approximately 5 minutes and 42 secondsRuby Dee plays Mama Lucas, the loving and hardworking mother of the "American Gangster", Frank Lucas (Denzel Washington in an obtusely stentorian turn as the iconic druglord).
roughly 4% (3.6%) of film's total running time
roughly 4% (3.6%) of film's total running time
In this cynical riff on the "American Dream," director Ridley Scott uses Dee's Mama Lucas for one specific purpose: to show that Frank Lucas loved his mama. Dee's Mama Lucas is a simple woman, the hard-working mother of many sons. Her presence in the film works to underscore Frank Lucas's humble roots in Jim Crow North Carolina. Dee's Mama Lucas becomes the emotional key for the film's mapping of Lucas's meteoric rise to, briefly, an apex of American organized crime: Frank Lucas may have robbed, cheated, murdered and indirectly caused the ruination of untold thousands of lives but, through it all, he loved his mama, who almost certainly made a great apple pie.
As Frank's guiding star, Dee's Mama Lucas has two main beats in the film. First, Mama Lucas is the inspiration for Frank's striving ambition. He puts her in an enormous house, completely furnished. The furnishings include a bedroom set, the reproduction of the set removed from the Lucas home when Frank was but a child. In this scene, Dee offers the first of her only two speeches. She's breathless and stunned by the extent of Frank's thoughtfulness: "But you were only five when they took it away." In this moment, anchored by Dee, the film's vision of Frank Lucas finally becomes clear: in his striving, Frank Lucas seeks to right some deep historic wrongs, wrongs done to himself, his family and his people. Just as quickly, director Scott secures Dee's Mama Lucas symbolic status within the film, as the embodiment of both everything good Frank does and of the depth of his vengeful pride.
The second beat for Dee's Mama Lucas comes when the gorgeous house that Frank's built begins to tumble down. Mama Lucas and Frank's wife Eva (the curiously cast Lymari Nadal in a consistently effective performance of a gruesomely underscripted role) are humiliated when the family's opulent home is raided by Detective Trupo (a deliciously slimebag turn by Josh Brolin) and his goons. Here, the symbolism of Dee's character shifts in valence. No longer does she provide a reminder of everything her son is striving for; instead, Dee's Mama Lucas helps to underscore how far Frank Lucas has gone off track.
When Dee calls Frank out on how he has misused his privilege as head of the family, her speech -- and its memorably culminating gesture -- emerges as one of the greater arias of 2007. What begins as a fluttery, mildly apologetic "talking to" transforms into an elemental smackdown. In its brevity, Dee's scene is devastating, an expert distillation of parental devotion, disappointment and despair.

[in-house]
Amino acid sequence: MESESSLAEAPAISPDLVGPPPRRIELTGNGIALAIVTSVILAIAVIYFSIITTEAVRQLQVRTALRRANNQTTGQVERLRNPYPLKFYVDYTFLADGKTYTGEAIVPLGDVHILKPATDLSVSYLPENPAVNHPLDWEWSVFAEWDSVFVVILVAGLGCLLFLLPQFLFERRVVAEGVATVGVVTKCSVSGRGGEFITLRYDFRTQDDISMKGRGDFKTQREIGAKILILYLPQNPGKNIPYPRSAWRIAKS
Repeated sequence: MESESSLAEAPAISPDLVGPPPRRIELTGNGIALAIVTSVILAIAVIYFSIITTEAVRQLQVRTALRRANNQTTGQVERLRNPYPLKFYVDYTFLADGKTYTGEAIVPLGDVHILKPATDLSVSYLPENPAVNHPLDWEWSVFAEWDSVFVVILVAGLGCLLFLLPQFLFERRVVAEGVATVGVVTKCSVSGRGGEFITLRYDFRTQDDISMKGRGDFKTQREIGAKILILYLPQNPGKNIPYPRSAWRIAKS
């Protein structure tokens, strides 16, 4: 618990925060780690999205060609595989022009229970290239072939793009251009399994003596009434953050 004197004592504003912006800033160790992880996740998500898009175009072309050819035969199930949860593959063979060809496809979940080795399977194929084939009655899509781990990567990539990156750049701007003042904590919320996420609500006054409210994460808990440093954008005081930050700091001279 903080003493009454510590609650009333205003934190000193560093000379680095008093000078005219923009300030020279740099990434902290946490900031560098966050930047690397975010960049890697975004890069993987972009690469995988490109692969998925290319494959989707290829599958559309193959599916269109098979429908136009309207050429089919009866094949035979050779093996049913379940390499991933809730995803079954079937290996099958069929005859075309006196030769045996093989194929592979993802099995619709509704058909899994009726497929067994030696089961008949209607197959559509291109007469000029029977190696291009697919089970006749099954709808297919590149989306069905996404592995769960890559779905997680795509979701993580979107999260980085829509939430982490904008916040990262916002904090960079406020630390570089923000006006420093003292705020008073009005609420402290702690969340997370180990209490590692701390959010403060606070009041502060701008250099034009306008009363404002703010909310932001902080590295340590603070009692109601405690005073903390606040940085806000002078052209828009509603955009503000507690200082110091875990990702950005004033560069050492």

Dee's smackdown of Washington contributes one of the film's only emotionally honest moments. (Indeed, fold Dee's work in with the film's other best supporting actress work - that of Carla Gugino as Crowe's estranged wife - and you have the beginnings of an actually interesting film.) But on its own, Dee's work is both wispy and sturdy, offering what is at once an evanescent glimpse of the film's heart and creating the film's most enduring emotional impression. Plus, at barely five minutes and clearly less than 5% of the film's running time, Dee's work seems nearly negligible... Which is why StinkyLulu's choosing to view this nomination as Frank Lucas himself might - as a small token to right the casual cruelties of past wrongs. I've written about Dee's extraordinary work in an egregiously overlooked 1961 performance before and, were Dee's late-career acknowledgment for that role alone, it might be worthy in and of itself. (But it seems to me that Dee's nomination for Mama Lucas provides an ever more direct answer to the slight of not being nominated in 1991 for her comparably elemental performance as the devastated Lucinda Purify in Spike Lee's underrated Jungle Fever.)
Ruby Dee's work in American Gangster is solid, worthy and memorable. And even if -- in and of itself -- it might not always seem like actressing of the edges for the ages, it's definitely a tasty cherry on the top of a really great cake she spent nearly seven decades baking. All of which is to say, (a) I'm just fine with Supporting Actress nominations being used to honor a lifetime of great work; (b) moreover, in the case of Ruby Dee, it's a worthy performance at the culmination of a truly extraordinary and largely untrophied career; and (c) I think Dee's probably the frontrunner for trophysnagging come Oscar day.